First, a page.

Two primary outcomes have been chosen for this study: incidence of symptomatic COVID-19 and incidence of severe COVID-19 during the 6 months after randomisation. In light of the lack of knowledge about this new virus, we deemed it important to have sufficient power to detect the potential effect of BCG vaccine compared with no BCG (control group) on both of these outcomes. Our hypothesis is that BCG vaccine will reduce both the number of cases of symptomatic COVID-19 and the number of severe cases of COVID-19.

    Symptomatic COVID-19 will be defined as an episode of illness with fever or at least one symptom of respiratory disease (including sore throat, cough and shortness of breath) plus a positive SARS-CoV-2 test (PCR, antigen or serology).

    Severe COVID-19 will be defined as an episode of illness with a positive SARS-CoV-2 test plus at least one of the following as a consequence of COVID-19: (1) Death, (2) Hospitalisation or (3) Non-hospitalised severe disease, defined as being non-ambulant or unable to work for three consecutive days or more. Non-ambulant will be defined as being ‘pretty much confined to bed (meaning finding it very difficult to do any normal daily activities)’, and unable to work as ‘not feeling physically well enough to go to work’.

    Secondary outcomes

    Secondary outcomes will be assessed over the 6 months and 12 months following randomisation and are: any febrile or respiratory illnesses, duration of symptoms, number of days of absence from work, number of days confined to bed, complications (eg, pneumonia, need for oxygen therapy, admission to critical care, need for mechanical ventilation, outcome), and asymptomatic SARS-CoV-2 infection. Vaccine-related adverse reactions (frequency, severity and duration) will be compared between groups, and between participants who are BCG-naïve and those who are BCG-revaccinated.

    Exploratory outcomes

    The impact of BCG vaccination on herpes simplex virus reactivation will be evaluated using the time to first recurrence, as well as the number, duration and severity of recurrences. The impact of vaccinations on the immune system will be evaluated using serology, immunoprofiling and cytokine responses.21 22 The influence of host and external factors on the immune response and infection will also be evaluated.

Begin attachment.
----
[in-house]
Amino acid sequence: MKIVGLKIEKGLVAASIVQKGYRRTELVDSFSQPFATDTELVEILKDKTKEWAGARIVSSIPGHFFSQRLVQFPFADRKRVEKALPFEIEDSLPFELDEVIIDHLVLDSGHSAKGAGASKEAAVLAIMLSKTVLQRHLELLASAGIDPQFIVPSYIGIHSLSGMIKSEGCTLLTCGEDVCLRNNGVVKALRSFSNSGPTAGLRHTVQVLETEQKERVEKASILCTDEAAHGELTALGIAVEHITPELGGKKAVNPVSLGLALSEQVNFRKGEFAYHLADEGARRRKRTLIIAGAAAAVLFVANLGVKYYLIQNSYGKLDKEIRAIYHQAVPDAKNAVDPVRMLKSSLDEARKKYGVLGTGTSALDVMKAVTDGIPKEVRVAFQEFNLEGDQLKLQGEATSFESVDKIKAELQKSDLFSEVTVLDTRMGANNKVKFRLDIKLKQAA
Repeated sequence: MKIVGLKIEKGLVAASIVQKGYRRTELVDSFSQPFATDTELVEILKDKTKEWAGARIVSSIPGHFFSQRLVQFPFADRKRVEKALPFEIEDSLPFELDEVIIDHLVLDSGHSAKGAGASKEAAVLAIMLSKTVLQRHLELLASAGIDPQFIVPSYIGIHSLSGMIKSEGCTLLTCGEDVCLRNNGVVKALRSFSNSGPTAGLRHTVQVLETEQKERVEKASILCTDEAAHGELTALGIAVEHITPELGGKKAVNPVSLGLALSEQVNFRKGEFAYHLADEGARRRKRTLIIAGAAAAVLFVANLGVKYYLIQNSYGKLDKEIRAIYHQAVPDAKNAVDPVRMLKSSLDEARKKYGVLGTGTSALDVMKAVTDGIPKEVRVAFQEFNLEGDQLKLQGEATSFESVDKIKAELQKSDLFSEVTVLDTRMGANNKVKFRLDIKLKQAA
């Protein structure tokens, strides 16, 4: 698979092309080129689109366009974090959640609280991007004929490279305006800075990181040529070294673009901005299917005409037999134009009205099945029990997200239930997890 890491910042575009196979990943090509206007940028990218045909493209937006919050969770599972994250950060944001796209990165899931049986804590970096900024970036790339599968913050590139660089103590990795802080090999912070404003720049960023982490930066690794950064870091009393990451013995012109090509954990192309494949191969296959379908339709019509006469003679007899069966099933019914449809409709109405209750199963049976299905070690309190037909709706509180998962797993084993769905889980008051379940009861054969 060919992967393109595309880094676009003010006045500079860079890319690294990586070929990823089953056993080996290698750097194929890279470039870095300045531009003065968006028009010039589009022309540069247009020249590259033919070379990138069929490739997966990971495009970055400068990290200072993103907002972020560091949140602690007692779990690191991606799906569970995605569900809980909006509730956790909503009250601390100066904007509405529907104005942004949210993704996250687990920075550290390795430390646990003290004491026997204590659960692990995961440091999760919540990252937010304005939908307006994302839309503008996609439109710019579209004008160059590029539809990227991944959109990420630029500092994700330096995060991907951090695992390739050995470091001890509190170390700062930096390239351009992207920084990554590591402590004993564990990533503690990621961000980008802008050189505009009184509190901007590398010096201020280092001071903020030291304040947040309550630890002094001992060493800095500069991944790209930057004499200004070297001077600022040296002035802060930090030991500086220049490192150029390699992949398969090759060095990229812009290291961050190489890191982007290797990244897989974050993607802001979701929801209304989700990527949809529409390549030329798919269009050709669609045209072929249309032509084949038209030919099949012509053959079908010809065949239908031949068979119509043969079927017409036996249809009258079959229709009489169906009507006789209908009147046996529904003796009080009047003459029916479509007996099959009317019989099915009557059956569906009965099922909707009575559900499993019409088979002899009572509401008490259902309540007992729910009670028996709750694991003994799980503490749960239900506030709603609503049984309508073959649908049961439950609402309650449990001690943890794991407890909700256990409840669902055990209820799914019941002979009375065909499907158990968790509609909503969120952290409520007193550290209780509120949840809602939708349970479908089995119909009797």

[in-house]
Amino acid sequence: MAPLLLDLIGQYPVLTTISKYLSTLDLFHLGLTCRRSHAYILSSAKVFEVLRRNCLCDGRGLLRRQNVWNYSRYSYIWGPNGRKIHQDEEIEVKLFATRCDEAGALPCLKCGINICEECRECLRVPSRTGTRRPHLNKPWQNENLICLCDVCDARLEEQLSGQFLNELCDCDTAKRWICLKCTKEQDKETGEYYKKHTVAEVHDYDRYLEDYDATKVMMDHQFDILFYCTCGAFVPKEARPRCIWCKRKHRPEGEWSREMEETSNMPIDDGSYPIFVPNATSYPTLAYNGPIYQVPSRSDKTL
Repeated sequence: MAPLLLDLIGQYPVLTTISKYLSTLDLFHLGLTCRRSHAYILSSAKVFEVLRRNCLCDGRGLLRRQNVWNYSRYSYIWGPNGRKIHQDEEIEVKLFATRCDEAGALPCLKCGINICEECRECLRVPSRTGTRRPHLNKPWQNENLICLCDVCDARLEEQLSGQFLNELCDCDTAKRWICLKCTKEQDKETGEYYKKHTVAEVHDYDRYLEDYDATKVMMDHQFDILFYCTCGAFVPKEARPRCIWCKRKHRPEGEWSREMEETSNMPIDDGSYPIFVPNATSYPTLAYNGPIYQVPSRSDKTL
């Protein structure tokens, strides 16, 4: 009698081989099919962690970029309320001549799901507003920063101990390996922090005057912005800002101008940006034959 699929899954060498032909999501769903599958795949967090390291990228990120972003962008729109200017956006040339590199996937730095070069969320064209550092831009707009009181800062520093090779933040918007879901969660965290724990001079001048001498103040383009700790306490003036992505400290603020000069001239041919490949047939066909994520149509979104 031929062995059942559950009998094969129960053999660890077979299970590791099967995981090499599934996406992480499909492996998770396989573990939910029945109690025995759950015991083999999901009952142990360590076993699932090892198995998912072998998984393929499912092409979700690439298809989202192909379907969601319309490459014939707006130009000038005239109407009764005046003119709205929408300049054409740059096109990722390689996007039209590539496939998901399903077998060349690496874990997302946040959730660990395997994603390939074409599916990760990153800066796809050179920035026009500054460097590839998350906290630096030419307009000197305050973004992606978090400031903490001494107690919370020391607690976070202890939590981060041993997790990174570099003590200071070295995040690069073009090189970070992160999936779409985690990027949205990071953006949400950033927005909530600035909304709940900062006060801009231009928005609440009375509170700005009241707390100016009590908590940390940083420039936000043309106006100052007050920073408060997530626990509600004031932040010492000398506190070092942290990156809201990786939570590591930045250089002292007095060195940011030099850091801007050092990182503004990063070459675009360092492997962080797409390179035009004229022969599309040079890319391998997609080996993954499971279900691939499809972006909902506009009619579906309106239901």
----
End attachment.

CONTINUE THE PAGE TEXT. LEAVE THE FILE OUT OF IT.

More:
Data and sample collection

    Participants will be followed-up for 12 months as illustrated in figure 1, using questionnaires and collection of blood samples. Additional information on severe disease will be obtained from hospital medical records.


    Web-based questionnaires will be completed by participants or study staff at the time of recruitment, randomisation, during the 2 weeks postvaccination (vaccine diary) and 3-monthly during follow-up, using the REDCap platform.31 A summary of the data collected is provided in table 1. To verify eligibility, and for stratification prior to randomisation, the baseline questionnaire will collect data on demographics, workplace exposure and medical history. The vaccine diary will be used to document common reactions in the first 2 weeks after vaccination, with severity categorised using a toxicity grading scale.32 At 3 months, 6 months, 9 months and 12 months after randomisation, follow-up questionnaires will be used to collect medical data outcome measures and potential modulating factors.

    Table 1

    Data collected from the questionnaires

    Illness questionnaires

    Participants will be asked weekly if they have been unwell since the last contact using a smartphone application designed for the trial (Trial Symptom Tracker, WeGuide) and/or by contacting the participant by telephone, text message or email. With each episode of illness, the participant’s symptoms will be recorded daily. At the end of the episode, a short survey will record COVID-19 test results, the severity of the episode, its management and its impact on ability to work.

    COVID-19 testing